Residual topography of Kaban et al. (2014, their Fig. 7b). In essence, positive values are amount of topography originating from below the Moho from lithospheric or dynamic effects.

Although it isn’t well advertised, this also includes “the dynamic contribution from the anomalous masses below 325 km” (p. 14, apparently from Petrunin et al., 2013–though that paper really is describing a technique and lacks any estimated dynamic topography GG can find; it does calculates geoid variations). This gives us our best window for comparing with the earlier two papers:

Residual topography Kaban et al (left), Becker et al (center) and estimated mantle lithosphere topography from Levandowski et al (right).

Residual topography Kaban et al (left), Becker et al (center) and estimated mantle lithosphere topography from Levandowski et al (right).

This takes a minute to digest as the color scale in Kaban et al. is inverted from the other two (and has removed some dynamic component) and the Levandowski et al map on right is not simply observed topography – crust-supported topography but seismically inferred topography assuming a purely thermal upper mantle.

At a broad scale, things are pretty similar.  Basin and Range needs about 2-3 km of support from the mantle relative to areas far to the east. In detail there are lots of differences.  The Colorado Plateau, for instance, needs about 1 km less support from the mantle than Northern Rockies in Kaban et al., about 0.5 km in Becker et al., and needs a bit more support from mantle in Levandowski et al. SE Wyoming needs about 2 km of mantle support in Kaban et al., something under 1 km in Levandowski et al. NE Montana is about the same as the Colorado Plateau in Becker et al. but needs about 1 km more support from mantle in the other two models.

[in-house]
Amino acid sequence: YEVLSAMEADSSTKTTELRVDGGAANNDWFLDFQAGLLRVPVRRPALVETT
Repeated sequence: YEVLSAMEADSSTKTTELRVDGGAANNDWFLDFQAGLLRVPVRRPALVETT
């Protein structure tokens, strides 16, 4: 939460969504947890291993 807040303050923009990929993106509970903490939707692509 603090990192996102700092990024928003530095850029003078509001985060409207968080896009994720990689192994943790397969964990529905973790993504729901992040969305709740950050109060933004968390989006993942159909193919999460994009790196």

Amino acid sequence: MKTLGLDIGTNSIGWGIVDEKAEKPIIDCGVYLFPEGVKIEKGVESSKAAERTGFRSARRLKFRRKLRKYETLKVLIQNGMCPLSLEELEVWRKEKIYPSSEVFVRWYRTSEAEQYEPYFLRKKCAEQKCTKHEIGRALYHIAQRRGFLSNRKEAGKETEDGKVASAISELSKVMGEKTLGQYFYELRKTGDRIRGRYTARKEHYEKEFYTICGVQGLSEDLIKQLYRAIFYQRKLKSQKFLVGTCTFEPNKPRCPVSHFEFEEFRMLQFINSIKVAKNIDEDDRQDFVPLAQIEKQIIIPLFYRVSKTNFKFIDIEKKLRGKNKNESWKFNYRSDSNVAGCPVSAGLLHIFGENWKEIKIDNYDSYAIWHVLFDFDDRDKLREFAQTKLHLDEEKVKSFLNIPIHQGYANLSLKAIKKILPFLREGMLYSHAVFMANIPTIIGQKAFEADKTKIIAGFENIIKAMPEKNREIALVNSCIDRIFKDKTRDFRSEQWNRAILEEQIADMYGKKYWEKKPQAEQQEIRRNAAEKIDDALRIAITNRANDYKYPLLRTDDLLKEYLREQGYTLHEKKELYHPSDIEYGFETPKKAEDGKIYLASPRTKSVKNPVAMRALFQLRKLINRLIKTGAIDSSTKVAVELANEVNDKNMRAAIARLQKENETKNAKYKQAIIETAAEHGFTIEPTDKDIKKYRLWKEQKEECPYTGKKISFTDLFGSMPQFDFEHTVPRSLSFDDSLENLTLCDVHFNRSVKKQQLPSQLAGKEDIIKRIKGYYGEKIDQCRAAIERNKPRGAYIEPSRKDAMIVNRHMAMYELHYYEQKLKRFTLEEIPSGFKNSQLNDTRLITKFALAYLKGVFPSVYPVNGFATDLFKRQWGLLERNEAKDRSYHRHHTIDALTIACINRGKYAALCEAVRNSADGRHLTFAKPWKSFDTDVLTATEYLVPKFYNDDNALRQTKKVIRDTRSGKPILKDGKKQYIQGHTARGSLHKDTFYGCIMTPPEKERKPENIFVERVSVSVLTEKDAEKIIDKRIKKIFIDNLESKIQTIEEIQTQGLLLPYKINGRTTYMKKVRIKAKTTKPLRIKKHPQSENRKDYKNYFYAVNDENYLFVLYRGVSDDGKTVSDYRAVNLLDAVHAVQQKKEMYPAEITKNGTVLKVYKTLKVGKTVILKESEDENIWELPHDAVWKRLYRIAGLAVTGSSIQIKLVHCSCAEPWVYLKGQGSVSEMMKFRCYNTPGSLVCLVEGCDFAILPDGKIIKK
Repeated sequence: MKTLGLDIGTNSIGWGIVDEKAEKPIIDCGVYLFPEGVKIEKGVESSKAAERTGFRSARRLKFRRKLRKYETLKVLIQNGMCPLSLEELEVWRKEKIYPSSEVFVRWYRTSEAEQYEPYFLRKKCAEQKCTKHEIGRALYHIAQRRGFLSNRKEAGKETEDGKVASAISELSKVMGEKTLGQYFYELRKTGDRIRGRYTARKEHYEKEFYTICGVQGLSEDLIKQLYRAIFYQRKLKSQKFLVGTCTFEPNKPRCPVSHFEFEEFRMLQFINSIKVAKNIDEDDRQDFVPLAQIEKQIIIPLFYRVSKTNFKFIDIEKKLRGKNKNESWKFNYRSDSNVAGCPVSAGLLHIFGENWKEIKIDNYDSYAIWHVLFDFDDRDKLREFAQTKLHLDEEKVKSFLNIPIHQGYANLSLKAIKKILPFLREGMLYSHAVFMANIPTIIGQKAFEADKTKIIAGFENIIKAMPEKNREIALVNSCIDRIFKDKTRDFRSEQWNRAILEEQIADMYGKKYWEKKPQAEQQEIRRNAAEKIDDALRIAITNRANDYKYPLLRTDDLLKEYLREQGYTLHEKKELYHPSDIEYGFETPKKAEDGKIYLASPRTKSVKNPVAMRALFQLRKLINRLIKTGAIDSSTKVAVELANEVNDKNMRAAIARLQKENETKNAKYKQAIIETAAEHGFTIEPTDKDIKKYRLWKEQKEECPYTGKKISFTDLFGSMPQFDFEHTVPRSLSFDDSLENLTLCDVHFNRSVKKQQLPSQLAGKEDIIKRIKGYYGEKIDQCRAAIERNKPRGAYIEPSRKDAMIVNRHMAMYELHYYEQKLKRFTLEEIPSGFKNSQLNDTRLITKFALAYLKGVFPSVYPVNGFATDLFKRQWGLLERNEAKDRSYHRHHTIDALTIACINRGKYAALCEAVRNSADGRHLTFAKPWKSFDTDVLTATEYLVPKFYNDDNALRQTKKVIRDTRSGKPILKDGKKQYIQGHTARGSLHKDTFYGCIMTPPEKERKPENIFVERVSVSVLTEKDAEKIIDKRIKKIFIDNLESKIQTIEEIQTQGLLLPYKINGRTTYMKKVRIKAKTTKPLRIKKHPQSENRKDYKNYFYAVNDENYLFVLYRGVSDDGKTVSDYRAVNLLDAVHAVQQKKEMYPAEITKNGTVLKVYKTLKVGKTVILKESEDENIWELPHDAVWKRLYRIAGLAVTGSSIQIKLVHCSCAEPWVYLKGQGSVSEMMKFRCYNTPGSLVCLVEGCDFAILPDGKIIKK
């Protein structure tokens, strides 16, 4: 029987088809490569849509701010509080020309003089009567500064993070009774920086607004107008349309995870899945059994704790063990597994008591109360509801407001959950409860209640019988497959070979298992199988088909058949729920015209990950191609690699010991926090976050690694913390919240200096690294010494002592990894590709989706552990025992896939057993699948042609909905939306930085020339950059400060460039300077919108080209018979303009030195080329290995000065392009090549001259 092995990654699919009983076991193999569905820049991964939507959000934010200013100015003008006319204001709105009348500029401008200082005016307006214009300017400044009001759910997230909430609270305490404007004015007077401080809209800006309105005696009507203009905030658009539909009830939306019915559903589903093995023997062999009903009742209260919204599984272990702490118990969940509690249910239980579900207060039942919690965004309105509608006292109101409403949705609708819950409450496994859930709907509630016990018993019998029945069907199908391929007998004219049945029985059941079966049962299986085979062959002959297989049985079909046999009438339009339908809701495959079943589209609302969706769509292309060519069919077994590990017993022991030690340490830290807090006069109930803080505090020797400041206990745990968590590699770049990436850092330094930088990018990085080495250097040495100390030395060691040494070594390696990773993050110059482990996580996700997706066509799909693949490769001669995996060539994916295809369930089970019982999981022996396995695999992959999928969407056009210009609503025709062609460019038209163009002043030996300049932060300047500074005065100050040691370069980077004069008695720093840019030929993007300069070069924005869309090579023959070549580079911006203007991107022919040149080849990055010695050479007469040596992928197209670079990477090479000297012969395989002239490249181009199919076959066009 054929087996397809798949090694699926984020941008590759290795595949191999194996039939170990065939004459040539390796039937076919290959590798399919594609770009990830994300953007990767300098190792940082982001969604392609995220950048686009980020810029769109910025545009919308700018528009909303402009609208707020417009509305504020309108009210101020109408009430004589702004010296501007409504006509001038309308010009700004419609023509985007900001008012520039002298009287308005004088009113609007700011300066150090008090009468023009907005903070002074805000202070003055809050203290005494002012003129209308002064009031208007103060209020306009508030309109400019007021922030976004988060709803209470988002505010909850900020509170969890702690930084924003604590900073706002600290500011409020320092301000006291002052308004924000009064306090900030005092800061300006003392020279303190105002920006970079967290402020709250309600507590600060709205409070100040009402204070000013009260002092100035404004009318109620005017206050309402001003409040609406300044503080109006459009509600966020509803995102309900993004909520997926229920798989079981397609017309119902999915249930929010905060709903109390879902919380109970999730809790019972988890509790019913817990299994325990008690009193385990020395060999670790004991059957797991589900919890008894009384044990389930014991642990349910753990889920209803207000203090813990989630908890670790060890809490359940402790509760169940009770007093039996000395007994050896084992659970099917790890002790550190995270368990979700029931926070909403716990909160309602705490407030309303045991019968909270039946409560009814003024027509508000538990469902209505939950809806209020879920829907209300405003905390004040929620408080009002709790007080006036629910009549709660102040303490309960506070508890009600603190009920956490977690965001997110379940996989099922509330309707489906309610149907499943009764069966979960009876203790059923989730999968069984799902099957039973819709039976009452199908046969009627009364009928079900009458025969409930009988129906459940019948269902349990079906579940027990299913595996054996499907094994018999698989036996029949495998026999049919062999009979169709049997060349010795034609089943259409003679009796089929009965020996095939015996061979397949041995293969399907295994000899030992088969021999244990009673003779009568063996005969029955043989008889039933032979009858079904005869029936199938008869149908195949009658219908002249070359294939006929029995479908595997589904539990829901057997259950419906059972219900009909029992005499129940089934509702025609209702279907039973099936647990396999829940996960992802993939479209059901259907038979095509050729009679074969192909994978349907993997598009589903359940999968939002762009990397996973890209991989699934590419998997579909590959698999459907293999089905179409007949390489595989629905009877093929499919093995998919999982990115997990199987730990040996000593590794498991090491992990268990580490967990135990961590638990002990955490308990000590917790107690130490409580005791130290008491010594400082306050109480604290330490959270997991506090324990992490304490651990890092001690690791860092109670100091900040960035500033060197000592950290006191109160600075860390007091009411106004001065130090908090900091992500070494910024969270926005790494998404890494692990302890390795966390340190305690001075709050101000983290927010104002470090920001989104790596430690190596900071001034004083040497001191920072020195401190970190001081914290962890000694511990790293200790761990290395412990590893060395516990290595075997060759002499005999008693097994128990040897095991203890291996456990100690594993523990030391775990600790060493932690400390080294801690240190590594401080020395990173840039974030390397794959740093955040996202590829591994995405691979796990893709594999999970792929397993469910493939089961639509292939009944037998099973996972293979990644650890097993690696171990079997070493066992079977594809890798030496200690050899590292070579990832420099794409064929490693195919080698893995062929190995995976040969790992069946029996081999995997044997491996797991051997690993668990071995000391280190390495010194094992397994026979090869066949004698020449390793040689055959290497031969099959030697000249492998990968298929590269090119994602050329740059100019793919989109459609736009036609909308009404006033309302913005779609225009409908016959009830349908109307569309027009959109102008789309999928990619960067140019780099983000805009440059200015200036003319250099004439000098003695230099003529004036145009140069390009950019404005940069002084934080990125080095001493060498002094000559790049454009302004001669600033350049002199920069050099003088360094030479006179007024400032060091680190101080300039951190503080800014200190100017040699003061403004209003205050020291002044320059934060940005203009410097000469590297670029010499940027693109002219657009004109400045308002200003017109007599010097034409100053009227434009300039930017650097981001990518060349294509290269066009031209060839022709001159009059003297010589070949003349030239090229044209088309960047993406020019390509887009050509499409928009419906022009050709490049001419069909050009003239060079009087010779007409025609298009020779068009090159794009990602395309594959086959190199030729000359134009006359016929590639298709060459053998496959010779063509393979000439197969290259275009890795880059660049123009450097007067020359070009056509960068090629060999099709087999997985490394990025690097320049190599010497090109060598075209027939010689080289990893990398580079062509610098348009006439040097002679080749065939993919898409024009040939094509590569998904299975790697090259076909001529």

[If the dynamic topography included in Kaban et al. looks at all like that from Fig. 7c of Becker et al (which uses the same seismic model but perhaps to a shallower depth), then there is a deep mystery as that model predicts about a 3 km gradient across the SW US–if that is really the case, it is hard to see how the Kaban et al. map looks anything like either of the other two maps above.]

Because of the assumptions used, Kaban et al. assign the about 1-1.5 km of topographic variation in the western U.S. seen above to the uppermost mantle (above 325 km depth) (because they use gravity and the residual topography shown above to separate thermal and compositional components in the mantle, presumably they fit the topography perfectly).  They find that nearly all of the variations seen above are thermal (consider their Figure 11, which shows the results from two different mantle seismic models which have strong thermal variations and small and quite different compositional variations in the area shown above); this is nearly identical to the results of Levandowski et al., who did not need compositional variations in the mantle to reproduce topography in this region. In contrast, Becker et al. found that most of the topography seen in the figure above requires a dynamic origin as the predicted contribution from the seismic model of Schmandt and Humphreys does not account for that residual topography.

How to best look at all this?  Everybody seems to agree there is something below the Moho responsible for holding up the western U.S., especially the Basin and Range; the differences in estimating the crustal densities are not enormously different at the large scale.  Kaban et al. and Levandowski et al. seem to put most of this in thermal variations in the upper mantle at lithospheric depths; Becker et al. argue that most of this is coming from dynamic effects. It would seem that the challenge is to clear up the story in the uppermost mantle.